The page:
Surgery to be ready in time for this year's LDAC???

Discussion in 'ROTC' started by agp312, Oct 18, 2013.

  1. agp312

    agp312 Member

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    Wondering if anyone can weigh in with thoughts about how this will be evaluated regarding son's future…
    Son has possibly re-injured ACL graft from high school football event. Was completely cleared and go to go. Full ROTC scholarship to stellar school. On school FTX, knee blew again (most likely really happened from AirBorne School this summer). To be 100%, surgery would be necessary. To be ready to go for a June 1 LDAC, surgery would need to be now.
    With the Army looking for any and all reasons not to commission our guys to Active duty, son is really thinking about gutting it out at 80% - so not ideal!
    Any thoughts or insight would be greatly appreciated.
    Thank you!
     
  2. NorwichDad

    NorwichDad Member

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    DS also saw some bad injuries to others at Airborne school. And one guy actually landed in someone's swimming pool. I would have your DS seek advice from Cadre and especially PMS. Provide them great clarity on what doctor's are saying. DS always got very good guidence from them. I (my very uneducated opinion) think he should have surgery as soon as possible. 80% can also cause other injuries. Keep in mind that he could always do LDAC after senior year. 100% is probably best not just for LDAC but especially after commissioning.

    Good Luck to him
     
  3. Pima

    Pima Parent

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    +1 Norwich

    I would def. have him talk to his cadre now because by regs., at least AFROTC, any time there is a change in their medical condition they are to inform them as soon as it occurs. If the ortho says surgery, than get surgery done. I would ask the cadre if they could find/recommend a DoDMERB qualified ortho, this way if the surgery causes a DQ, and requires a waiver he has a DoDMERB doc on his medical records saying he meets the stds.
     
    Last edited: Oct 18, 2013
  4. sheriff3

    sheriff3 Member

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    I'm sure its in the contract somewhere but I have a question...

    If a cadet is injured while training would the surgery and PT be covered by the military?
     
  5. dunninla

    dunninla Member

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    Actually that is not something discussed in the ROTC Scholarship Cadet Contract. What IS discussed is his obligation to report in a timely way any change in medical status since the past exam.

    My opinion is that since an ROTC cadet is not Active Duty, the military health plan does not apply. I wonder though about LDAC, Airborn, etc. where the cadet is paid at approx. E5 level for that training. If the cadet is being paid, isn't that a temporary Active status? Just asking. Which reminds me that the ROTC cadet in training is a lot like a college athlete being injured. In non-revenue sports, I think it is quite rare for a school to pick up the surgery costs for a player injured playing the sport. In my opinion, all college athletes (not Club, but NCAA sports the school fields) should be covered by some sort of college athlete mandatory workers compensation coverage. After all, the injury occurs while effectively working for the school's fundraising and PR departments, right? (for pay if Scholarship, not for Pay if non-scholarship)?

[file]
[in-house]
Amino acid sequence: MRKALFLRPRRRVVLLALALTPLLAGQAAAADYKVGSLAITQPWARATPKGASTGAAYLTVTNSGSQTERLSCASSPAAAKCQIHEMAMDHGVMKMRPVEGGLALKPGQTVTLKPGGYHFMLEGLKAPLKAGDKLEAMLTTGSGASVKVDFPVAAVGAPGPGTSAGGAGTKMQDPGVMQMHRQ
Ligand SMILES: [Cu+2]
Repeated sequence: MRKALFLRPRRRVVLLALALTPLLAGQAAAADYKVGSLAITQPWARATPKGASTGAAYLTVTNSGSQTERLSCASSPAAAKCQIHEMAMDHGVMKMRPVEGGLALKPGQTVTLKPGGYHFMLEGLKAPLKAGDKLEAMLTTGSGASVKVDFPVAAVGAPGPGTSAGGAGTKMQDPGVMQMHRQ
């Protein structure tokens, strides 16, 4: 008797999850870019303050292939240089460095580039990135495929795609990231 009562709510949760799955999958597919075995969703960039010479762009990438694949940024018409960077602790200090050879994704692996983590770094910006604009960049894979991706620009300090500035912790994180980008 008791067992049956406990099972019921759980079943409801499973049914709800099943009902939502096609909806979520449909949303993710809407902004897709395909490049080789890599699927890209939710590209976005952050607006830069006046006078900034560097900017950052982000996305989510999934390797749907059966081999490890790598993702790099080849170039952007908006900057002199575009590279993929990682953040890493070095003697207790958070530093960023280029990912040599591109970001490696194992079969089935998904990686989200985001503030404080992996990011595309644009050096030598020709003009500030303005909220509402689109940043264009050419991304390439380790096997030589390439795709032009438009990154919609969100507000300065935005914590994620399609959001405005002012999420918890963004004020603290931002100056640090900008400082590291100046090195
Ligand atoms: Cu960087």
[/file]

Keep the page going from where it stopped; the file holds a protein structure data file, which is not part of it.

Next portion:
Last edited: Oct 18, 2013
  6. khergan

    khergan Member

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    I would be very careful when choosing to have a surgery. If Cadet Command gets ahold of it, it may be over a year before you are granted a waiver. The command surgeons office sat on my waiver for many months before I was finally granted a waiver and given the go ahead. I almost didn't commission because of it.

    So - that being said, if the surgery is required, I would do it, but understand the risk. LDAC might get bumped back another year if you don't get the waiver.

    The question becomes whether or not surgery is needed for LDAC. Honestly, LDAC isn't that physical. You run only twice during the whole period, and the only physically stressful portion is maybe patrolling, and that's a few days. STX is done with an assault pack and very little weight, and most of the other activities aren't weight-bearing.
     
  7. dunninla

    dunninla Member

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    Yeah, that's my thought too. There is also the possibility that this cadet will not be granted a waiver by the DODMERB if the doctors there decide the ACL just isn't fit for duty after the 2nd surgery. Sorry to be a downer but that is a possibility and it would be good for you to have a Plan B in place if that happens (needing to get a civilian job after college).
     
  8. mariner116

    mariner116 Member

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    I can shed some light on this question. My daughter injured her knee at LDAC. During the time a cadet is on active duty, such as LDAC or an FTX, they are covered by Tricare, the Army's active duty insurance plan. For example, Tricare paid for an MRI that was done during LDAC. However, once off active duty care is provided under a federal workers compensation program. Getting care in this program also involves review of all treatment plans by a 3rd party contractor.

    In the city my daughter goes to college in not a single ortho doc would treat her based on the low level of reimbursement. That is discouraging. She is now being treated by a provider 80 miles away. Fortunately her cadre are very supportive with arranging rides, etc.

    The other frustrating part is that the shut-down affected the worker comp program. She has been waiting for weeks to get them to confirm payment for her surgery, which is required before the provider will schedule the surgery.

    Going through this experience leads me to strongly encourage anyone injured during an ROTC active duty period to look seriously at using private insurance to pay for treatment. It will probably cost more but that has to be weighed against the hassles and limitations that come with the worker's comp approach.